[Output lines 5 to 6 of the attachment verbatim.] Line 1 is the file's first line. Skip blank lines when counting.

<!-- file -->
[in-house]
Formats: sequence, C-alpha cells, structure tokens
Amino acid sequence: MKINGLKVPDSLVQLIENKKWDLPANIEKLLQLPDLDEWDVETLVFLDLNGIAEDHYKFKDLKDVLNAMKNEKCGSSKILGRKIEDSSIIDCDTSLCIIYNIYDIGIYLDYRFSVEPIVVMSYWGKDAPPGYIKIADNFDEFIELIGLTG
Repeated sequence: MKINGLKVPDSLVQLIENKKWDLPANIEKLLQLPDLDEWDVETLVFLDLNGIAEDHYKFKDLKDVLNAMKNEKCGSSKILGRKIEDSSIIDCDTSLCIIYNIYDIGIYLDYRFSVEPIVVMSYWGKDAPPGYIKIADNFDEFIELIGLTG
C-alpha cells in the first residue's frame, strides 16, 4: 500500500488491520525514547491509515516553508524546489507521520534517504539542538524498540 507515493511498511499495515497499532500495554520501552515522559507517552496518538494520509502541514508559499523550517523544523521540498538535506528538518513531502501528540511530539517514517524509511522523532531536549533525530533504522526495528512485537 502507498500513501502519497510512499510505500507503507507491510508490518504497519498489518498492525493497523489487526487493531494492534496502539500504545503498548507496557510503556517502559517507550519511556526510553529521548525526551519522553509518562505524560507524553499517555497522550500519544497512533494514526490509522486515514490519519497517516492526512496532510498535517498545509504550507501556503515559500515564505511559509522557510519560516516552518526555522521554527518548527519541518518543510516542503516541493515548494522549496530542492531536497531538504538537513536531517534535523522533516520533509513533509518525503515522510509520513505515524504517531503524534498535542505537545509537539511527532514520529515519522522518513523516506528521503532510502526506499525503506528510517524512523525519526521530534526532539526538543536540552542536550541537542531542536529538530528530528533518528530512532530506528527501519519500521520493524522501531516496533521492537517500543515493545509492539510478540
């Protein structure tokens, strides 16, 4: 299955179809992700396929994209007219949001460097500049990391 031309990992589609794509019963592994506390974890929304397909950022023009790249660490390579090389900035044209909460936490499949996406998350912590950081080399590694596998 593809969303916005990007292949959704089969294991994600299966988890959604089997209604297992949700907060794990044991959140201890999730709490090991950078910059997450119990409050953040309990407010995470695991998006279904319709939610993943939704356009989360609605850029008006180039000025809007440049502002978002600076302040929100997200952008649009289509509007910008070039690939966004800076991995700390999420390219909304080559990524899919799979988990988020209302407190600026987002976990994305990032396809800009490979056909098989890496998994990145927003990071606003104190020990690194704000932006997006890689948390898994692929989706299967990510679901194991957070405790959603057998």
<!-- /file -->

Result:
C-alpha cells in the first residue's frame, strides 16, 4: 500500500488491520525514547491509515516553508524546489507521520534517504539542538524498540 507515493511498511499495515497499532500495554520501552515522559507517552496518538494520509502541514508559499523550517523544523521540498538535506528538518513531502501528540511530539517514517524509511522523532531536549533525530533504522526495528512485537 502507498500513501502519497510512499510505500507503507507491510508490518504497519498489518498492525493497523489487526487493531494492534496502539500504545503498548507496557510503556517502559517507550519511556526510553529521548525526551519522553509518562505524560507524553499517555497522550500519544497512533494514526490509522486515514490519519497517516492526512496532510498535517498545509504550507501556503515559500515564505511559509522557510519560516516552518526555522521554527518548527519541518518543510516542503516541493515548494522549496530542492531536497531538504538537513536531517534535523522533516520533509513533509518525503515522510509520513505515524504517531503524534498535542505537545509537539511527532514520529515519522522518513523516506528521503532510502526506499525503506528510517524512523525519526521530534526532539526538543536540552542536550541537542531542536529538530528530528533518528530512532530506528527501519519500521520493524522501531516496533521492537517500543515493545509492539510478540
């Protein structure tokens, strides 16, 4: 299955179809992700396929994209007219949001460097500049990391 031309990992589609794509019963592994506390974890929304397909950022023009790249660490390579090389900035044209909460936490499949996406998350912590950081080399590694596998 593809969303916005990007292949959704089969294991994600299966988890959604089997209604297992949700907060794990044991959140201890999730709490090991950078910059997450119990409050953040309990407010995470695991998006279904319709939610993943939704356009989360609605850029008006180039000025809007440049502002978002600076302040929100997200952008649009289509509007910008070039690939966004800076991995700390999420390219909304080559990524899919799979988990988020209302407190600026987002976990994305990032396809800009490979056909098989890496998994990145927003990071606003104190020990690194704000932006997006890689948390898994692929989706299967990510679901194991957070405790959603057998």